One impact brought on by annual across-the-board, broad-brush price reduction goals is more savvy suppliers and more savvy procurement personnel. For instance, several years ago I worked with a purchasing director of a large automobile manufacturer. He told me he had learned to pay more than he needed to in the early years of a supply contract just so he could deliver the annual price reductions his bosses expected. And he said that this was not an isolated practice. That’s certainly a “rule change,” and not in a positive way.

Most of the time, though, the rule changes are more subtle with suppliers understanding that only by padding their initial price quotes can they actually meet customer annual reduction expectations. So unless one of the bidding suppliers is willing to leave this padding out and “buy the business,” it is not unusual for every supplier quote the OEM receives to be padded. Again, current OEM price reduction strategies drive an unmeasurable negative impact.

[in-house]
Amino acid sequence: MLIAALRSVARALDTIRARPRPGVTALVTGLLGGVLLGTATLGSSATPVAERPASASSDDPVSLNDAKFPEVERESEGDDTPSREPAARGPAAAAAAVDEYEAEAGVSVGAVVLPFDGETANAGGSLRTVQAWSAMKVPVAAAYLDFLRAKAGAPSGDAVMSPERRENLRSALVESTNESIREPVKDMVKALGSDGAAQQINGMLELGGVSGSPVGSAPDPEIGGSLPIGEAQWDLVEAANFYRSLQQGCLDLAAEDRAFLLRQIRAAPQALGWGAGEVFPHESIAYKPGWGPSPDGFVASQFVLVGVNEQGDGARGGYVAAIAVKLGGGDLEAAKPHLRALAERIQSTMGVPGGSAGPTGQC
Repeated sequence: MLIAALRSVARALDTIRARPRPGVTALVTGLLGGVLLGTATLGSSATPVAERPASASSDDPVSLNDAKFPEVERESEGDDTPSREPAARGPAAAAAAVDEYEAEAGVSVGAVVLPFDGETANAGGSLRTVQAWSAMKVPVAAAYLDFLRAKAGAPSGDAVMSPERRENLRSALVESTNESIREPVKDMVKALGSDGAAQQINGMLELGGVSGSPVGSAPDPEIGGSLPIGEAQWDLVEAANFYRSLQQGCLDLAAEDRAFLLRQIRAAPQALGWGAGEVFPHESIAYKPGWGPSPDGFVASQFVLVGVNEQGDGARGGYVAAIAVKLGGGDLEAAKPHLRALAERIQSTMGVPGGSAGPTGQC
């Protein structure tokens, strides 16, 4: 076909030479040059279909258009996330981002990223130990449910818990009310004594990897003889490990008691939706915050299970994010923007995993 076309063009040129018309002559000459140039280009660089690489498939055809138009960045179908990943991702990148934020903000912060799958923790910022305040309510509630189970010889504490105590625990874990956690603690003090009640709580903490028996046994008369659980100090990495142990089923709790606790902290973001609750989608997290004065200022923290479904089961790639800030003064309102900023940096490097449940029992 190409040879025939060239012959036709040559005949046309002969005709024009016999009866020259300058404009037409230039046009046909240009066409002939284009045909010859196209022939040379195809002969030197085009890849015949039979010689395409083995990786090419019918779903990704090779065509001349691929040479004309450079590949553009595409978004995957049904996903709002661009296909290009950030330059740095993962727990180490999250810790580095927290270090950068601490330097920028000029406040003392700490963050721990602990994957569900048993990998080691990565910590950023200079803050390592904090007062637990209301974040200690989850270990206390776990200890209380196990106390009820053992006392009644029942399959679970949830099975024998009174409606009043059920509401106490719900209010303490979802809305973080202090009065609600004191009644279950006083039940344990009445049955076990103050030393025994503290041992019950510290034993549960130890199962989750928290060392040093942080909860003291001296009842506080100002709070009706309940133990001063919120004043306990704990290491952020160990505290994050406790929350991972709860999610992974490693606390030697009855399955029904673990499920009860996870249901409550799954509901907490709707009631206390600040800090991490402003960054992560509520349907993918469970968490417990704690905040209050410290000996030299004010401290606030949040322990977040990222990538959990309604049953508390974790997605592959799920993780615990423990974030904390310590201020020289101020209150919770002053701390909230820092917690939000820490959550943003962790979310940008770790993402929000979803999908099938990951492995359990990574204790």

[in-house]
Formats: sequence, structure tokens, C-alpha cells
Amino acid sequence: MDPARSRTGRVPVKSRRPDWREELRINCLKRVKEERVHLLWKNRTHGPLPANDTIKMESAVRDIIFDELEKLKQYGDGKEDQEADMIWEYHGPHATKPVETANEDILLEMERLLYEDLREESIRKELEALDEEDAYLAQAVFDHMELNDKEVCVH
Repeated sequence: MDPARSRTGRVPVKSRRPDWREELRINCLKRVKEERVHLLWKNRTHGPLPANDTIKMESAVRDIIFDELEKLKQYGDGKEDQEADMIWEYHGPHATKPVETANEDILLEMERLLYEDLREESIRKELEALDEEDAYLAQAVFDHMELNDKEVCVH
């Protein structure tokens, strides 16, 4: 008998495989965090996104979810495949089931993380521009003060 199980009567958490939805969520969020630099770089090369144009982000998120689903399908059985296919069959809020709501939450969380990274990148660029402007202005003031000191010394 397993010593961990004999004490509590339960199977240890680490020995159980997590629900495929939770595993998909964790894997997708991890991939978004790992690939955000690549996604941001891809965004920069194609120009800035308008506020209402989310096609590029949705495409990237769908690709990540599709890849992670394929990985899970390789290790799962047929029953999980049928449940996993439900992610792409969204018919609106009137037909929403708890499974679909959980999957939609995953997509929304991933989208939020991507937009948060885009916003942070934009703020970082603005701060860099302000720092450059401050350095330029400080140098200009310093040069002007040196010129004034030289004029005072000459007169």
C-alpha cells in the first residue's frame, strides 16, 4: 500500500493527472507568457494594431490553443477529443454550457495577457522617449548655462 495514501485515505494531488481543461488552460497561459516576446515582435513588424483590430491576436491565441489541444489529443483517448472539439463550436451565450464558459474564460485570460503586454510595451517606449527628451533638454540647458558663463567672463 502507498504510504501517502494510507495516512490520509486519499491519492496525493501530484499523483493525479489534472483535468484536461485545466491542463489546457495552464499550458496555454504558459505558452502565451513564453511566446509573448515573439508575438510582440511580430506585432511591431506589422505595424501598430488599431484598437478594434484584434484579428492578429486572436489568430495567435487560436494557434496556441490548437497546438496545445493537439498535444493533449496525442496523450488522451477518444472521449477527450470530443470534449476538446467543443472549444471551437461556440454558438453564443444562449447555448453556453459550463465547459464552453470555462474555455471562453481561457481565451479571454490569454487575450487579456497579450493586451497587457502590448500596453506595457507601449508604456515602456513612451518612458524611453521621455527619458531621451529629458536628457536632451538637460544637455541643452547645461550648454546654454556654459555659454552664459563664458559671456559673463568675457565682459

Broad-brush price reduction goals, then, are short-term strategies that may not reduce supply chain waste. And when waste exists, OEMs will eventually pay for the lower prices they get in terms of lower quality, reduced order fulfillment support, etc. Broad-brush, across-the-board price reduction goals are, in my mind, a strategy of someone looking for a silver bullet that doesn’t really exist, unless you are actually buying a true commodity.

An Effective Price Reduction Strategy

An alternative approach, especially for engineered products, is to understand your supplier’s cost structure and help them remove them in a collaborative basis either through supply chain integration reduction of unneeded and inefficiency driving specifications or supplier development reduction of processing waste. Knowledge of supplier MCTs play an integral role in this. This type of strategy takes more effort and requires more time to deliver results, but the results delivered are sustainable and, over the course of working together to reduce a supplier’s wastes, both sides can end up as winners.

The next blog will tie together the management of suppliers and the management of employees. You might be surprised at how they are tied together.